Tag Archives: NPR

Zeke, a Mouse: Zombieland: Double Tap, reviewed.

Rosario Dawson (second from left) joins Breslin, Eisenberg, Stone, and Harrelson for the decade-later sequel. (Sony)

PREPARE YOURSELVES for the long-unawaited, hotly unanticipated sequel to the zombie road movie you’re pretty sure you saw on a plane a decade ago! I didn’t mind watching it one bit. My NPR review is here.

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Eat Out More Often: Dolemite Is My Name, reviewed.

Eddie Murphy and Da’Vine Joy Randolph lead a topnotch cast in this Rudy Ray Moore biopic.

Dolemite Is My Name, a very entertaining but not very curious Origins of a Turkey movie with Eddie Murphy as Rudy Ray Moore and an A+ supporting cast, premieres on Netflix October 25 after a tiny theatrical run. I’ve reviewed it for your convenience.

The Stars My Destination: AD ASTRA, reviewed.

Brad Pitt is the boy in the bubble. (Fox)

James Gray’s Ad Astra is a stirring, plausible space odyssey in the tradition of 2001, Sunshine, and Interstellar—but its real antecedent is Apocalypse Now. My NPR review is here.

The Boss-tic Gospels: Blinded by the Light, reviewed.

Viveik Kalra plays a fictionalized version of journalist Sarfraz Manzoor’s adolescent self.

My abiding love and respect for the work of Bruce Springsteen is a matter of public record and of a couple dozen records. But I must report to you that Bend It Like Beckham director Gurinder Chadha’s new movie Blinded by the Light, about how The Boss inspired Pakistani-British journalist Sarfraz Manzoor to pursue his dream of becoming a writer despite the poverty and racism that surrounded him in Margaret Thatcher’s England, is the jazz-handsy Springsteen jukebox musical that Springsteen on Broadway was supposed to protect us from. It boasts some wonderful performances, though, as well as a previously unreleased Springsteen song that at one point was going to appear on the soundtrack of… Harry Potter and the Sorcerer’s Stone. Huh.

Anyway, my NPR review of Blinded by the Light is here.

Pop Culture Happy Hour: Fast & Furious Presents: Hobbs & Shaw

Kirby, Statham, & Johnson are Shaw, Shaw & Hobbs.

Yesterday’s exciting episode of Pop Culture Happy Hour featured Linda Holmes’ triumphant return to the host chair after the triumphant publication of her debut novel. Hooray! In a deleted scene, I asked the panel—my forever Fast & Furious viewing-mate Linda, my sister-from-another-mother Daisy Rosario, and new friend Christina Tucker of the Unfriendly Black Hotties podcast—if I was the only one of use suffering from what I am loath to call “Johnson Fatigue.”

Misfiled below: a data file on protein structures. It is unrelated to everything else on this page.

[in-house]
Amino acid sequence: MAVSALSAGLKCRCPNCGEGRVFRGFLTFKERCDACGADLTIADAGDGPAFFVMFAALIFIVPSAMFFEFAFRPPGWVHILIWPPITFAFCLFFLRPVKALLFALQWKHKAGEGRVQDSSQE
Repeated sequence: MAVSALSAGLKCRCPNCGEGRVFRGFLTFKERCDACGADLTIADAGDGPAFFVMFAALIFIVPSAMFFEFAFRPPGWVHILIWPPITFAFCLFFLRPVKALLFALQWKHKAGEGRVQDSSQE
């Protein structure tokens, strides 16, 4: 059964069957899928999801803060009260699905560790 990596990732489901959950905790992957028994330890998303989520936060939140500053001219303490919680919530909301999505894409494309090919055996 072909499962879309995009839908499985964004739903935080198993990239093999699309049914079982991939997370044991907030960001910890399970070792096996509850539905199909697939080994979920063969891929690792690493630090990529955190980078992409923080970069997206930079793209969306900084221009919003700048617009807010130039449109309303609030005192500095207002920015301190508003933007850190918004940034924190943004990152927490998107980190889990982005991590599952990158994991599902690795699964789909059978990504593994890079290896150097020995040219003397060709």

Yes, came the three ladies’ reply. It’s just you. So be it! This was an especially fun episode. My review of Fast & Furious Presents: Hobbs & Shaw is right here.

Pop Culture Happy Hour: Once Upon a Time… in Hollywood

Brad and Leo, movie stars. (Sony)

Our Pop Culture Happy Hour dissection of Quentin Tarantino’s ninth picture gave me the opportunity to be on a panel with Monica Castillo, a fellow Eugene O’Neill National Critics Institute fellow and someone with whom I’d not previously had the pleasure of speaking, though we have friends and colleagues in common. A fun episode. After some deliberation, we elected to avoid any in-depth discussion of the ending of the film.

The Ampersands of Time: Fast & Furious Presents: Hobbs & Shaw, reviewed.

Bald Is Beautiful: Dwayne Johnson & Jason Statham. (Universal)

Look, all of the Fast & Furious movies have stolen their best bits from better movies, but when the new double-ampersand sidebar flick Fast & Furious Presents: Hobbs & Shaw actually had its cyborg villain, Brixton Lorr (Idris Elba) get orders from an unseen superior to try to turn heroes Luke Hobbs (Dwayne Johnson) and Deckard Shaw (Jason Statham) over to the Dark Side, I still managed to be surprised. My NPR review is here.